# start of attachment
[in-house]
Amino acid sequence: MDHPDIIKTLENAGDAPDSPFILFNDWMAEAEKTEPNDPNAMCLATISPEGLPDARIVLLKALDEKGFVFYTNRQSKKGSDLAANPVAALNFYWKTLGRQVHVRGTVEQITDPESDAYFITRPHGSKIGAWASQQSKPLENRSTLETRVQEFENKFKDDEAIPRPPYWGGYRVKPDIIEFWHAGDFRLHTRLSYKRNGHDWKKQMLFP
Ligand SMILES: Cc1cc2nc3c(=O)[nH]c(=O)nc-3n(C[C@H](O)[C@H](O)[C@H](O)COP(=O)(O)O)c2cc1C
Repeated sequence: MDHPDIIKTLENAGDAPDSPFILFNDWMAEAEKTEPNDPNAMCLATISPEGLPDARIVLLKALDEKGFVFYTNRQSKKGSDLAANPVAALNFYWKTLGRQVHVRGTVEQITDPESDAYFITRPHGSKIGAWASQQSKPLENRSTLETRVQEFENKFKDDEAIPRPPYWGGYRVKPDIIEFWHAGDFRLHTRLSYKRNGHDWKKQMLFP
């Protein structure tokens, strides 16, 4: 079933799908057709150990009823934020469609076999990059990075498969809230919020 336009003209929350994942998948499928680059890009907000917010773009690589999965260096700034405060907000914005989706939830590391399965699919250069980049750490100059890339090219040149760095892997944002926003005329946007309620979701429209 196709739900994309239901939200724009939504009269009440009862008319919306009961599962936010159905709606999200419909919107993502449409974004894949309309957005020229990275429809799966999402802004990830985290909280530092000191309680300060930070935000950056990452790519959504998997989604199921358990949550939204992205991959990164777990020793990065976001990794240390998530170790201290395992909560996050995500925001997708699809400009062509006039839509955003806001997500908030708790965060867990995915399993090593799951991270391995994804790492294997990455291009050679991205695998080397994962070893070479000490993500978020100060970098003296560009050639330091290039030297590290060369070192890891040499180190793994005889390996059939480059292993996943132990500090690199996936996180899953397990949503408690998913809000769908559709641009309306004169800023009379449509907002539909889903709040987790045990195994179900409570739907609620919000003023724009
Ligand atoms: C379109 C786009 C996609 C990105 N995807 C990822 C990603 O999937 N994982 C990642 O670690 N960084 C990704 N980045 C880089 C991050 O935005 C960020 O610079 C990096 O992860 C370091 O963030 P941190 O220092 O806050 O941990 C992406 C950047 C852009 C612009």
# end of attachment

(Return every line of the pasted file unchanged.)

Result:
[in-house]
Amino acid sequence: MDHPDIIKTLENAGDAPDSPFILFNDWMAEAEKTEPNDPNAMCLATISPEGLPDARIVLLKALDEKGFVFYTNRQSKKGSDLAANPVAALNFYWKTLGRQVHVRGTVEQITDPESDAYFITRPHGSKIGAWASQQSKPLENRSTLETRVQEFENKFKDDEAIPRPPYWGGYRVKPDIIEFWHAGDFRLHTRLSYKRNGHDWKKQMLFP
Ligand SMILES: Cc1cc2nc3c(=O)[nH]c(=O)nc-3n(C[C@H](O)[C@H](O)[C@H](O)COP(=O)(O)O)c2cc1C
Repeated sequence: MDHPDIIKTLENAGDAPDSPFILFNDWMAEAEKTEPNDPNAMCLATISPEGLPDARIVLLKALDEKGFVFYTNRQSKKGSDLAANPVAALNFYWKTLGRQVHVRGTVEQITDPESDAYFITRPHGSKIGAWASQQSKPLENRSTLETRVQEFENKFKDDEAIPRPPYWGGYRVKPDIIEFWHAGDFRLHTRLSYKRNGHDWKKQMLFP
């Protein structure tokens, strides 16, 4: 079933799908057709150990009823934020469609076999990059990075498969809230919020 336009003209929350994942998948499928680059890009907000917010773009690589999965260096700034405060907000914005989706939830590391399965699919250069980049750490100059890339090219040149760095892997944002926003005329946007309620979701429209 196709739900994309239901939200724009939504009269009440009862008319919306009961599962936010159905709606999200419909919107993502449409974004894949309309957005020229990275429809799966999402802004990830985290909280530092000191309680300060930070935000950056990452790519959504998997989604199921358990949550939204992205991959990164777990020793990065976001990794240390998530170790201290395992909560996050995500925001997708699809400009062509006039839509955003806001997500908030708790965060867990995915399993090593799951991270391995994804790492294997990455291009050679991205695998080397994962070893070479000490993500978020100060970098003296560009050639330091290039030297590290060369070192890891040499180190793994005889390996059939480059292993996943132990500090690199996936996180899953397990949503408690998913809000769908559709641009309306004169800023009379449509907002539909889903709040987790045990195994179900409570739907609620919000003023724009
Ligand atoms: C379109 C786009 C996609 C990105 N995807 C990822 C990603 O999937 N994982 C990642 O670690 N960084 C990704 N980045 C880089 C991050 O935005 C960020 O610079 C990096 O992860 C370091 O963030 P941190 O220092 O806050 O941990 C992406 C950047 C852009 C612009």